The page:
• Marginal Revolution notes that truth is essential for liberty and freedom.
  • From the Heart of Europe’s Nicholas Whyte looks at the strange history of an enclave on the border of Belfast.
  • pollotenchegg maps language in Ukraine.
  • Savage Minds announces that the blog will seek a new name, and that they are looking for suggestions.
  • Window on Eurasia notes that Russia’s fertility uptick will not alter the dynamics of population loss, and reports on a Russian radical’s astonishing suggestion that Russia is now in the same position versus Ukraine as Nazi Germany was versus Poland.

[NEWS] Some Friday links

  • Bloomberg notes the recent challenge to one-family rule in Gabon, looks at Russia’s new Internet firewall, examines the Syrian Kurds’ withdrawal beyond the Euphrates, and reports on near-record migration into the United Kingdom.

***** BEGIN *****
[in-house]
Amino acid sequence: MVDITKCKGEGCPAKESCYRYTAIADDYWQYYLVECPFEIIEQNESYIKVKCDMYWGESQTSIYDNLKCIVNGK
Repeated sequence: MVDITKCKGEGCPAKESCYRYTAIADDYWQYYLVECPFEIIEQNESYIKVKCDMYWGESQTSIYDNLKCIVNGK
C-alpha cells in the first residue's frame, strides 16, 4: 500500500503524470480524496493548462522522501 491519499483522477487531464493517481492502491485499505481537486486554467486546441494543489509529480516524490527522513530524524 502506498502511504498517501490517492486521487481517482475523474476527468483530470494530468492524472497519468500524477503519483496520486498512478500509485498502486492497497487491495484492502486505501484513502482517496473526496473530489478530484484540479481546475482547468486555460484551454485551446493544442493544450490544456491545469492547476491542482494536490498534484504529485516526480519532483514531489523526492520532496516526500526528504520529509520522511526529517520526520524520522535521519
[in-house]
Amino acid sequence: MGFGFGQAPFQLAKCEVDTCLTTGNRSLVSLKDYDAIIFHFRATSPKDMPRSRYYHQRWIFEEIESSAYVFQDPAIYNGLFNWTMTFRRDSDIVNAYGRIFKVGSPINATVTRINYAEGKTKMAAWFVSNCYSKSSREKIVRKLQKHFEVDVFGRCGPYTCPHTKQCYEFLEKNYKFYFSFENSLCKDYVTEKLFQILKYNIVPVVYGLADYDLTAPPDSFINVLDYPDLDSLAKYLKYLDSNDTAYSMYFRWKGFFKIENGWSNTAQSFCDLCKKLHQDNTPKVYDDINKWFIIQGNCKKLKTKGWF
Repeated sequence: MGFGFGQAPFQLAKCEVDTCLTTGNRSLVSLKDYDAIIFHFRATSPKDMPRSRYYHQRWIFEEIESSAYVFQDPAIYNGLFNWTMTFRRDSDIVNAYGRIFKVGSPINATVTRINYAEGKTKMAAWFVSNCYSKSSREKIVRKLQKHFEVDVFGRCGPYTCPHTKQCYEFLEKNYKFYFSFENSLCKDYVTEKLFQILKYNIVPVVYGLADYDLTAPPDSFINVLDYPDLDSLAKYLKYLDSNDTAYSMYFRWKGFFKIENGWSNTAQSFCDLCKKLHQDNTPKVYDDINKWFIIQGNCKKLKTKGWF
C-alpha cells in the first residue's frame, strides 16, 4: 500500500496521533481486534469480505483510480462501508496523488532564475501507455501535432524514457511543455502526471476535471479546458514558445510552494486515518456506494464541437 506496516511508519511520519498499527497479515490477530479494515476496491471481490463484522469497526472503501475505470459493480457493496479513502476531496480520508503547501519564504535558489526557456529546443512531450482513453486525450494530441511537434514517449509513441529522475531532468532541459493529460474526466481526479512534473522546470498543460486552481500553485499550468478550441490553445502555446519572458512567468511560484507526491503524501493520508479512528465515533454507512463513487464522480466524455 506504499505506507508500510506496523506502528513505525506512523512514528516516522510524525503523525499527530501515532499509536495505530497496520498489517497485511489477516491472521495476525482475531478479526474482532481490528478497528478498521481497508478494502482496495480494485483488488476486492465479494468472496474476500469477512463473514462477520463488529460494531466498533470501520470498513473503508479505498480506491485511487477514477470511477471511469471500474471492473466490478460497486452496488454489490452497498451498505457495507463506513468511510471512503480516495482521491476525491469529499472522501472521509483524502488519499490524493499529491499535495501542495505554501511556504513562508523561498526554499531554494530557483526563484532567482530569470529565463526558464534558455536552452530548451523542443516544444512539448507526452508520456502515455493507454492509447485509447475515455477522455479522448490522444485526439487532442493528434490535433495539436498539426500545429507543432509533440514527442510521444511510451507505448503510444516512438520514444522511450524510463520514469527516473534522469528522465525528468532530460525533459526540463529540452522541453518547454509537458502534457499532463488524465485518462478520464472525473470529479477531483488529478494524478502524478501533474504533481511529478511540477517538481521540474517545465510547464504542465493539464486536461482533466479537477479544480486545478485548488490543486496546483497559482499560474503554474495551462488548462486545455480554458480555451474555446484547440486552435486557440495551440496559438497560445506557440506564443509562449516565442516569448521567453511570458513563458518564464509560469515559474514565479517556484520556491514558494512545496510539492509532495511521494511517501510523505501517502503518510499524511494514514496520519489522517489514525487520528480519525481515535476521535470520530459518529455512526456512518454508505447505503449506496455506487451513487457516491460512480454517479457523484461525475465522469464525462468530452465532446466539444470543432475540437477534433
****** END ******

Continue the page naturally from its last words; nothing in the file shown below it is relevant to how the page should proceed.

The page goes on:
• Bloomberg View talks about inequality in China, looks at continuing disputes over Second World War history in Poland and Ukraine, and examines the things Texas and California have in common.
  • CBC reports on the impending release of a report on foreign workers, looks at the integration problems of Syrian refugees re: housing, and reports on Canada’s interest in more immigration from China.
  • The Inter Press Service notes how drought is hurting cocoa farmers in Cameroon.
  • MacLean’s looks at how some in the Conservative Party have not moved past same-sex marriage, describes how the new British Columbia tax on foreign buyers of real estate is deterring Chinese, and reports on the catastrophic potential of carbon release from melting permafrost.